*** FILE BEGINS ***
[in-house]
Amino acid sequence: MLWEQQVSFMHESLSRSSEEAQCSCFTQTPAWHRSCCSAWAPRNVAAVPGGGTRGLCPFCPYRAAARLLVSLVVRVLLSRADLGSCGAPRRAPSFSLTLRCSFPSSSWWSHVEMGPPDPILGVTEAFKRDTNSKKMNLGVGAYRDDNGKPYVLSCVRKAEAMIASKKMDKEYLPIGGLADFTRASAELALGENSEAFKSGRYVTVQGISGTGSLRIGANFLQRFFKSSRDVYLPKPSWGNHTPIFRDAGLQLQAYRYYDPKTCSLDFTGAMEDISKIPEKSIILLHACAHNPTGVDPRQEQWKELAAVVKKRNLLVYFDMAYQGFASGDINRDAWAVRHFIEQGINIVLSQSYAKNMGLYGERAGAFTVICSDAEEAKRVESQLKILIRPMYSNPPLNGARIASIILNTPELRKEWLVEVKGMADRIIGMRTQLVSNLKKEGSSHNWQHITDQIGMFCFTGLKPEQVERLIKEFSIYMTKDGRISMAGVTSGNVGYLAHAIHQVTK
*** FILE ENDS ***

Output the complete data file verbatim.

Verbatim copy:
[in-house]
Amino acid sequence: MLWEQQVSFMHESLSRSSEEAQCSCFTQTPAWHRSCCSAWAPRNVAAVPGGGTRGLCPFCPYRAAARLLVSLVVRVLLSRADLGSCGAPRRAPSFSLTLRCSFPSSSWWSHVEMGPPDPILGVTEAFKRDTNSKKMNLGVGAYRDDNGKPYVLSCVRKAEAMIASKKMDKEYLPIGGLADFTRASAELALGENSEAFKSGRYVTVQGISGTGSLRIGANFLQRFFKSSRDVYLPKPSWGNHTPIFRDAGLQLQAYRYYDPKTCSLDFTGAMEDISKIPEKSIILLHACAHNPTGVDPRQEQWKELAAVVKKRNLLVYFDMAYQGFASGDINRDAWAVRHFIEQGINIVLSQSYAKNMGLYGERAGAFTVICSDAEEAKRVESQLKILIRPMYSNPPLNGARIASIILNTPELRKEWLVEVKGMADRIIGMRTQLVSNLKKEGSSHNWQHITDQIGMFCFTGLKPEQVERLIKEFSIYMTKDGRISMAGVTSGNVGYLAHAIHQVTK